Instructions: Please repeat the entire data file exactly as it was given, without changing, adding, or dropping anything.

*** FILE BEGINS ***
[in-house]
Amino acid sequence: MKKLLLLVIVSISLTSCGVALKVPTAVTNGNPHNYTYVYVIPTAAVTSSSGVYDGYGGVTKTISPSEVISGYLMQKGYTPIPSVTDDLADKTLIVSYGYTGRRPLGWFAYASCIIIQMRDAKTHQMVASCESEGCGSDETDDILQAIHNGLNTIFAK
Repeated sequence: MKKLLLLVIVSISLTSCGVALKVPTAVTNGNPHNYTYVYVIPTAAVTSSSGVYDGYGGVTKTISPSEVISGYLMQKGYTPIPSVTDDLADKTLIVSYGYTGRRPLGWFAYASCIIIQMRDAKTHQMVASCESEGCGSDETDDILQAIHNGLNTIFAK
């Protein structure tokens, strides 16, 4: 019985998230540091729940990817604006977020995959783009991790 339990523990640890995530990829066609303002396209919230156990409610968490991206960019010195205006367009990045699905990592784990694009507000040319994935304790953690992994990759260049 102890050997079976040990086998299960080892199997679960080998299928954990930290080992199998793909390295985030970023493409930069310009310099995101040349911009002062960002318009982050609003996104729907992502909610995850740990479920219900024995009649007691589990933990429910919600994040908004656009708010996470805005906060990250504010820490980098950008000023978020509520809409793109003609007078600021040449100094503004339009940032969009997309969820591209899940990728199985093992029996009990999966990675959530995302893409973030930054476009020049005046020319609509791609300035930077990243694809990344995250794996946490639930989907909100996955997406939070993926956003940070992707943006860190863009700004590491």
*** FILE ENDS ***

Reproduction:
[in-house]
Amino acid sequence: MKKLLLLVIVSISLTSCGVALKVPTAVTNGNPHNYTYVYVIPTAAVTSSSGVYDGYGGVTKTISPSEVISGYLMQKGYTPIPSVTDDLADKTLIVSYGYTGRRPLGWFAYASCIIIQMRDAKTHQMVASCESEGCGSDETDDILQAIHNGLNTIFAK
Repeated sequence: MKKLLLLVIVSISLTSCGVALKVPTAVTNGNPHNYTYVYVIPTAAVTSSSGVYDGYGGVTKTISPSEVISGYLMQKGYTPIPSVTDDLADKTLIVSYGYTGRRPLGWFAYASCIIIQMRDAKTHQMVASCESEGCGSDETDDILQAIHNGLNTIFAK
């Protein structure tokens, strides 16, 4: 019985998230540091729940990817604006977020995959783009991790 339990523990640890995530990829066609303002396209919230156990409610968490991206960019010195205006367009990045699905990592784990694009507000040319994935304790953690992994990759260049 102890050997079976040990086998299960080892199997679960080998299928954990930290080992199998793909390295985030970023493409930069310009310099995101040349911009002062960002318009982050609003996104729907992502909610995850740990479920219900024995009649007691589990933990429910919600994040908004656009708010996470805005906060990250504010820490980098950008000023978020509520809409793109003609007078600021040449100094503004339009940032969009997309969820591209899940990728199985093992029996009990999966990675959530995302893409973030930054476009020049005046020319609509791609300035930077990243694809990344995250794996946490639930989907909100996955997406939070993926956003940070992707943006860190863009700004590491």